“It has been difficult to find solutions that adequately address these problems,” National Cotton Council Chairman James E. Echols says.
“This situation makes it more important than ever for our industry and those who serve it to rally ‘round the common bond of technology,” he said at the opening session of the annual Beltwide Cotton Conferences in Atlanta, Ga., attended by producers, agribusiness representatives, Extension/research leaders, merchants, shippers, and other industry sectors. The theme for the conferences is, “Technology – The Common Thread.”
Echols, who is president and chief executive officer of Hohenberg Cotton Co., Memphis, Tenn., said it is “of critical importance that we combine technology transfer with our political efforts in Washington in our mission to restore economic viability to our industry.”
Tops on the political agenda, he noted, will be completion of the new farm bill, which failed to gain Senate passage before adjournment in December. “When Congress returns this month, we will need your help to insure passage of workable farm policy. The broader our base of support, the better our chances of success.”
Many of the National Cotton Council’s key program priorities have a technology component, Echols said.
The Council’s Quality Task Force continues to emphasize quality and yield improvement by reviewing public breeding programs to encourage more participation in localized breeding programs and to insure the maintenance of publicly-developed strains as public property. It has initiated research on fine leaf trash to determine its sources and will review results of an investigation into factors that contributed to a higher-than-expected percentage of the 2001 crop having short staple length and high micronaire.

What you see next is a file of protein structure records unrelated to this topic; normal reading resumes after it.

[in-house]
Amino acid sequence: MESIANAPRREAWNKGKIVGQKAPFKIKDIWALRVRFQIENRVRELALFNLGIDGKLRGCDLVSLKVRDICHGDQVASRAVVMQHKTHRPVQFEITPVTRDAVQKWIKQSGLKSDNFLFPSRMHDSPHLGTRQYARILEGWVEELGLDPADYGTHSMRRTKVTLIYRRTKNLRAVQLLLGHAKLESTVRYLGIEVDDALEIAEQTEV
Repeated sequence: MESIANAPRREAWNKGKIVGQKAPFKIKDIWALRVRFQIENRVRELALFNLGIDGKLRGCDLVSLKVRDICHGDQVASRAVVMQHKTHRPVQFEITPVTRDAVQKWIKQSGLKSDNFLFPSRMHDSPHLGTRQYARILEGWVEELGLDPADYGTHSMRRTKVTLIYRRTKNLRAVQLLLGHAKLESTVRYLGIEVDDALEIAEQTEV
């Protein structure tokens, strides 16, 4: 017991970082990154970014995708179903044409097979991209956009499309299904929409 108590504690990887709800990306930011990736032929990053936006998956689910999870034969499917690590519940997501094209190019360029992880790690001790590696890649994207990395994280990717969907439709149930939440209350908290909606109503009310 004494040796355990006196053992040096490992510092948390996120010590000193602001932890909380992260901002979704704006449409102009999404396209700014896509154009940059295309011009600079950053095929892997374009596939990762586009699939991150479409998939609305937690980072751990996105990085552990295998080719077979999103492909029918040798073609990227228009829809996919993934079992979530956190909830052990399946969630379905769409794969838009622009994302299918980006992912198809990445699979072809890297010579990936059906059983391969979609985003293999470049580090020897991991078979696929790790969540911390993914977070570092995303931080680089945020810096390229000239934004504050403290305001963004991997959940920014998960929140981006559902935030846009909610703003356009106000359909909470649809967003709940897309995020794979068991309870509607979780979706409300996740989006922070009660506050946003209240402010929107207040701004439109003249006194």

The Bale Packaging Committee has updated educational programs on bale size requirements and has urged the industry to move, where practical, to recessed ties on all bales. Both initiatives are aimed at increasing efficiency of storage and handling.
The Electronic Documents Task Force is working to expedite the implementation schedule for the new U.S. Warehouse Act, which will govern electronic warehouse receipts and other electronic documents involved in commodity transactions, and is providing input on the USDA’s efforts to develops a procedure for centralized electronic loan redemptions.
In the area of plant protection, the Council has worked closely with the Environmental Protection Agency and the Monsanto Company on refuge options for Bt cotton, and the EPA has announced an extended registration for Bollgard.
Bt technology continues to be widely embraced by U. S. producers, Echols noted, with transgenic varieties planted on 69 percent of the 11.2 million acres planted in 2001.
“We’re making great strides toward eliminating one of cotton’s most lethal pests, as 10.9 million acres in nine states come under the national Boll Weevil Eradication Program in 2002. Post-eradication areas already designated as weevil-free now cover about 4.5 million acres in 10 states.”